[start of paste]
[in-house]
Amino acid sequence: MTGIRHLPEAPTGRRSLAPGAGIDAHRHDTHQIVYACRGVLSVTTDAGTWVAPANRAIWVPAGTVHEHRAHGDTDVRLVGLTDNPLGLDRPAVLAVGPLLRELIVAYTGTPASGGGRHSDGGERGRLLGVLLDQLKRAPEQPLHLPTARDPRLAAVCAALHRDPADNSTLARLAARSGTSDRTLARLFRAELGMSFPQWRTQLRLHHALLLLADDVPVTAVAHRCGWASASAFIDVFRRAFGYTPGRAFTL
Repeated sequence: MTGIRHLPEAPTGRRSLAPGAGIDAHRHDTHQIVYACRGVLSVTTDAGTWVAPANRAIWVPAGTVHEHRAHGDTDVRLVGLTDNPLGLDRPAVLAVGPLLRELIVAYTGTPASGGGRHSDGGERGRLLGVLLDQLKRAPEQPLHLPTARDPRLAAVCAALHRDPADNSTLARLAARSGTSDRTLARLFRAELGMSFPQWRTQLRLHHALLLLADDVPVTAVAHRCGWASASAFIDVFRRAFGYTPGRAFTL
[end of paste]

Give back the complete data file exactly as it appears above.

[in-house]
Amino acid sequence: MTGIRHLPEAPTGRRSLAPGAGIDAHRHDTHQIVYACRGVLSVTTDAGTWVAPANRAIWVPAGTVHEHRAHGDTDVRLVGLTDNPLGLDRPAVLAVGPLLRELIVAYTGTPASGGGRHSDGGERGRLLGVLLDQLKRAPEQPLHLPTARDPRLAAVCAALHRDPADNSTLARLAARSGTSDRTLARLFRAELGMSFPQWRTQLRLHHALLLLADDVPVTAVAHRCGWASASAFIDVFRRAFGYTPGRAFTL
Repeated sequence: MTGIRHLPEAPTGRRSLAPGAGIDAHRHDTHQIVYACRGVLSVTTDAGTWVAPANRAIWVPAGTVHEHRAHGDTDVRLVGLTDNPLGLDRPAVLAVGPLLRELIVAYTGTPASGGGRHSDGGERGRLLGVLLDQLKRAPEQPLHLPTARDPRLAAVCAALHRDPADNSTLARLAARSGTSDRTLARLFRAELGMSFPQWRTQLRLHHALLLLADDVPVTAVAHRCGWASASAFIDVFRRAFGYTPGRAFTL